Flood waters from the north threatened to breach the capital's last line of defense and the area's 50 district offices were ordered to be ready to evacuate people in the region, the Bangkok Post reported Thursday. The capital area has a population of more than 10 million people.
The major threat was from flood waters from Nakhon Sawan (Heavenly City) in northern Thailand rushing into Bangkok. Nakhon Sawan is the meeting place of four rivers.
Many of Thailand's 77 provinces have been ravaged since July by floods that followed relentless torrential rains. More than 280 people have died and the floods have hit the country's industrial and agriculture sectors hard. Thailand is the world's largest rice exporter.
The government has appealed for hundreds of thousands of sandbags to protect the capital area. Workers have set up a 1.8 mile-long and 5-foot tall sandbag-lined flood protection wall.
Thai Prime Minister Yingluck Shinawatra and Bangkok Gov. Sukhumbhand Paribatra have warned none of the capital areas may be spared flooding or heavy rains in the forecast, the Thai News Agency reported. The Bangkok Metropolitan Administration has been busy draining water from canals in the capital.
Sukhumbhand warned as many as 27 communities in eastern Bangkok were likely to be hit the hardest, the Post reported.
"All zones in Bangkok stand an equal chance of being flooded because we can't predict the water flow," he was quoted as saying.
He did not rule out flooding of the capital's busy Don Muang International Airport.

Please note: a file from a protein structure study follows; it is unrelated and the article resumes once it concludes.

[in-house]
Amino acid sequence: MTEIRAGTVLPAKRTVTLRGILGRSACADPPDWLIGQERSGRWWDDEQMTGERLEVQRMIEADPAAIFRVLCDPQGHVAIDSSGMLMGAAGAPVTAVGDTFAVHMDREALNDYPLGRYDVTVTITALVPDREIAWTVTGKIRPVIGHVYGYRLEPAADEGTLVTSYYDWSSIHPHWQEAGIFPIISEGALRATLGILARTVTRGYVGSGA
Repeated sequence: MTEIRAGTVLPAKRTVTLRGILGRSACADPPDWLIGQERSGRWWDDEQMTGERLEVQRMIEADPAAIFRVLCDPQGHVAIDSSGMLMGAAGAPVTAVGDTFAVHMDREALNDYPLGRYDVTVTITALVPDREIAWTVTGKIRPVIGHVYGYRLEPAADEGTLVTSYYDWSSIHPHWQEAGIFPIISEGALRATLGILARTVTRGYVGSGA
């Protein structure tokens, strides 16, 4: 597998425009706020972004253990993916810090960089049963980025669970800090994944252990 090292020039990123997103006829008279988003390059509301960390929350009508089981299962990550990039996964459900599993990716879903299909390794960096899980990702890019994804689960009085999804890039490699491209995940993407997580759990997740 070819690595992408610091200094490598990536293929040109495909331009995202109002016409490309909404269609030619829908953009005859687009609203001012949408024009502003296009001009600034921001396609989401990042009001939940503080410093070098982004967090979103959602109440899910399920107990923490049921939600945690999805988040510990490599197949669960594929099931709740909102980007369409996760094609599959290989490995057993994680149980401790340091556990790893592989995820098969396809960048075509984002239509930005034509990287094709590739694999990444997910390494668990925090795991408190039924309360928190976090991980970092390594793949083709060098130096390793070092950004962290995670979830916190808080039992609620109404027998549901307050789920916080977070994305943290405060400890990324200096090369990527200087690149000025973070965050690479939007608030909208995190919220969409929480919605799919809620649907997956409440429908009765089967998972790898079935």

The worst-affected areas so far have been Thailand's north, northeast and central plains, where many of the provinces were inundated and their roads under water.
Ayutthaya Province in the north, seat of the ancient capital and a World Heritage Site, is one of the worst-hit and emergency workers have been evacuating people from there. Ayutthaya is one of the country's main industrial areas, accounting for 15 percent of Thailand's manufacturing output, but about 200 plants and factories have been closed -- including that of the Japanese automaker Honda and major electronics makers.
Nationwide, 930 factories in 27 provinces have been affected by the floods, with the most damage in Ayutthaya, Lop Buri and Nakhon Sawan, the Post reported.
A deputy governor of the Bank of Thailand, the country's central bank, said the flooding would affect manufacturing output significantly during the next few months but rehabilitation will spur the economy in early 2012. The government expects the flooding to shave as much as 0.9 percentage points from economic growth this year.
Experts say the exact overall economic damage cannot be assessed as the situation has not stabilized.
CNN reported the flooding has already affected about 8 million people.
"It's really quite serious, these are the worst floods in Thailand since 1949," said an International Red Cross official in Bangkok.
He said the floods have destroyed 2.5 million acres of farmland and affected hundreds of villages and towns.
Heavy rains and floods this year also have hit Cambodia, Laos, and the Philippines.
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